Skip to main content

Table 2 Management decisions: relationship between ‘gut feeling’ and subsequent clinical management

From: What gives rise to clinician gut feeling, its influence on management decisions and its prognostic value for children with RTI in primary care: a prospective cohort study

Treatment No gut feeling Yes gut feeling Univariable analysis controlling for clustering Multivariable analysis controlling for clustering and significant covariates
n/N % n/N % OR 95% CI P-value OR 95% CI P-value
Prescribed antibiotics at baseline consultation
 Any antibiotics prescribed 1707/6671 25.6 1403/1706 82.2 20.80 17.42-24.83 < 0.001 5.85 4.67-7.32 < 0.001±
Referred for acute admission (during the recruiting consultation)
 Referral for acute admission 16/6671 0.2 58/1706 3.4 19.27 9.83-37.79 < 0.001 12.64 6.31-25.32 < 0.001¥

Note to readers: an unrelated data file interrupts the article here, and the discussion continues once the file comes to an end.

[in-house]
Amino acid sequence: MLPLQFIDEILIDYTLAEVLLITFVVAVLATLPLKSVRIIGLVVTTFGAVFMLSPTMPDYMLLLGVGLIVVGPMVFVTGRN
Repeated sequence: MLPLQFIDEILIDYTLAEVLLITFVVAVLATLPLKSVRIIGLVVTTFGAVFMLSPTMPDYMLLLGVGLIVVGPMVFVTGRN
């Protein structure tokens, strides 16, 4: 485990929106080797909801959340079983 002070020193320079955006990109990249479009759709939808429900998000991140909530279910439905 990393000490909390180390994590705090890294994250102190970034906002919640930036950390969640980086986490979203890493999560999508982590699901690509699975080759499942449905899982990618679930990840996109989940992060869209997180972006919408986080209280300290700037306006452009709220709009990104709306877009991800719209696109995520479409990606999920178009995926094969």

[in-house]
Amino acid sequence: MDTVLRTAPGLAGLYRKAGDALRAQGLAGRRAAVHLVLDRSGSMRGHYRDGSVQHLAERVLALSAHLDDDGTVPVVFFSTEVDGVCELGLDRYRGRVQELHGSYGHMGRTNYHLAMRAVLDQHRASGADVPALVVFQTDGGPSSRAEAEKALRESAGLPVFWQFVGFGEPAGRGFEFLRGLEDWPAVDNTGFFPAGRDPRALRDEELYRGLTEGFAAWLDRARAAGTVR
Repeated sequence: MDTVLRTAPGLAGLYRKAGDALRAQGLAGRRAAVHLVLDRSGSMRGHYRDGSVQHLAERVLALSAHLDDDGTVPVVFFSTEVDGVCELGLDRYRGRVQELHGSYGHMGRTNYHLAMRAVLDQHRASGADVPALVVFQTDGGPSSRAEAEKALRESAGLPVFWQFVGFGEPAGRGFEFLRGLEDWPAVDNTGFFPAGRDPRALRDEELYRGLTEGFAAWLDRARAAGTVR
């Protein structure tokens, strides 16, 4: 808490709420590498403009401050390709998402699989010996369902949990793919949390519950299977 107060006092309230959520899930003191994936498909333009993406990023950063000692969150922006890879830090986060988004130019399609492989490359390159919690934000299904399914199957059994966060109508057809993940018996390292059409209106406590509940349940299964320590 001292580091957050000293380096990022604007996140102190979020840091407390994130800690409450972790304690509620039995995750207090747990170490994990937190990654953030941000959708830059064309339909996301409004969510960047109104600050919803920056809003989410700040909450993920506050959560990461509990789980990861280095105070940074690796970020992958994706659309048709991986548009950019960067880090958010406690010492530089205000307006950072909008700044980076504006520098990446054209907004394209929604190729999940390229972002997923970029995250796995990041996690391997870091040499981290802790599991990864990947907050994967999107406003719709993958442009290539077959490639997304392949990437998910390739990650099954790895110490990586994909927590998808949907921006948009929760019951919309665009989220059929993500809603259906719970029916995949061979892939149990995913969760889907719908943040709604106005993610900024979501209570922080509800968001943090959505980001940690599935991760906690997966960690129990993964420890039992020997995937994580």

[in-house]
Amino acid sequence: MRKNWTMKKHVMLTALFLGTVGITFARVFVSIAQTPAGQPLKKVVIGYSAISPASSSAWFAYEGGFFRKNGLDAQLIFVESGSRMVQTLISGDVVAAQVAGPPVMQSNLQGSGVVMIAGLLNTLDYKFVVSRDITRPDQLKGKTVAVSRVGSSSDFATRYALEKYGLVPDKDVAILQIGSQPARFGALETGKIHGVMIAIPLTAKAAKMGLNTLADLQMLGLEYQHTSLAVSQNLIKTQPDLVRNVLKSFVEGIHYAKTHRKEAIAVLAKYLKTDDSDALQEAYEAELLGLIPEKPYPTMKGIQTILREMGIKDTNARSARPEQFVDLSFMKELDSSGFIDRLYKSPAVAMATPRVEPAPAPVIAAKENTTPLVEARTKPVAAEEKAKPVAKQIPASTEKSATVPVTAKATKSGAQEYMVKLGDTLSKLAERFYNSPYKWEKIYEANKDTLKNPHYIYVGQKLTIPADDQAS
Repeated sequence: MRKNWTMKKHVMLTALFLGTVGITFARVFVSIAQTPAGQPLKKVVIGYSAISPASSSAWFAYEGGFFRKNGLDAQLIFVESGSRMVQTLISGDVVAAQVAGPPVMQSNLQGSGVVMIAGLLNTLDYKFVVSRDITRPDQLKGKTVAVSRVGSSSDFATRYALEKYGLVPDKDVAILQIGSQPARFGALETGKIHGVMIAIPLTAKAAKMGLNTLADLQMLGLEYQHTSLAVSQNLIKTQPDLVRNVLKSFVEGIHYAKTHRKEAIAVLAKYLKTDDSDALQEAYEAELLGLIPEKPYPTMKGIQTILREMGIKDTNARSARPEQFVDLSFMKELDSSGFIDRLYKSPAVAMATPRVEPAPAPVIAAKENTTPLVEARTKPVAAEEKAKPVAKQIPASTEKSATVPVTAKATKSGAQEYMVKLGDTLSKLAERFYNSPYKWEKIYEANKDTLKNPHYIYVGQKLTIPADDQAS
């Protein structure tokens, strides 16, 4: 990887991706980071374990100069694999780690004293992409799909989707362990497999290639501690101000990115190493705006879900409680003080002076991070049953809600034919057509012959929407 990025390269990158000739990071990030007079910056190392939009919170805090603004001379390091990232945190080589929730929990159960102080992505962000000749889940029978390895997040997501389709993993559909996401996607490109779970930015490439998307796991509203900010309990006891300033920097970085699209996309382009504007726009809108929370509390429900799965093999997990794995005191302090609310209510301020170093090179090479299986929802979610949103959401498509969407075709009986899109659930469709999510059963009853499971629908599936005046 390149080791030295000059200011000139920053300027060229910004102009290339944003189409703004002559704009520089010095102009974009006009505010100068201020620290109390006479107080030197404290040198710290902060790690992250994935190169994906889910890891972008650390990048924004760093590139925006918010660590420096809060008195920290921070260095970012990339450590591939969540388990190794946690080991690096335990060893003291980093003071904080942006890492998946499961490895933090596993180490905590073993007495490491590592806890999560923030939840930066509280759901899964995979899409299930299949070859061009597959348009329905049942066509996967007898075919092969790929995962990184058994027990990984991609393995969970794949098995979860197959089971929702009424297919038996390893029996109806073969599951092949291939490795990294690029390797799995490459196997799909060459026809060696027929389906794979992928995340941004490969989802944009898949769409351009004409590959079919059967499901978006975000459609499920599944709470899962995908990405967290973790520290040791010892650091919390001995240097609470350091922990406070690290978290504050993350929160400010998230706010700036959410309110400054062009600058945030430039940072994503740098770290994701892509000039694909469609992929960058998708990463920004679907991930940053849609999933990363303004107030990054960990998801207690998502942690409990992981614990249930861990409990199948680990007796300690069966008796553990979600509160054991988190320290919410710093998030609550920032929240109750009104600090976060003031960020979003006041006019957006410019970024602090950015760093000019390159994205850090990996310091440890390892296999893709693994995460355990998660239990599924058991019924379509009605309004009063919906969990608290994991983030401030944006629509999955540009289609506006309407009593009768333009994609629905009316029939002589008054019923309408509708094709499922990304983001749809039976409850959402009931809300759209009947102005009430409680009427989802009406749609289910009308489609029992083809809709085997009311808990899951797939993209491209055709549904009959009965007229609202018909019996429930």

1. ±Co-variates of any antibiotic prescription (retained at the < 1% level): illness has got worse recently, child’s age (< 2 years), barking cough, fever, diarrhoea, low energy and productive cough during the illness, moderate/severe wheeze and severe fever in the last 24 h, recession, crackles and crepitations, wheeze (as reported by the clinician), bronchial breath, inflamed pharynx, high temperature, high clinician and parent illness severity scores, low illness duration and gut feeling that something is wrong
  2. ¥Co-variates of referral for acute admission (retained at the < 1% level): Recession, gut feeling that something is wrong and capillary refill time (CRT)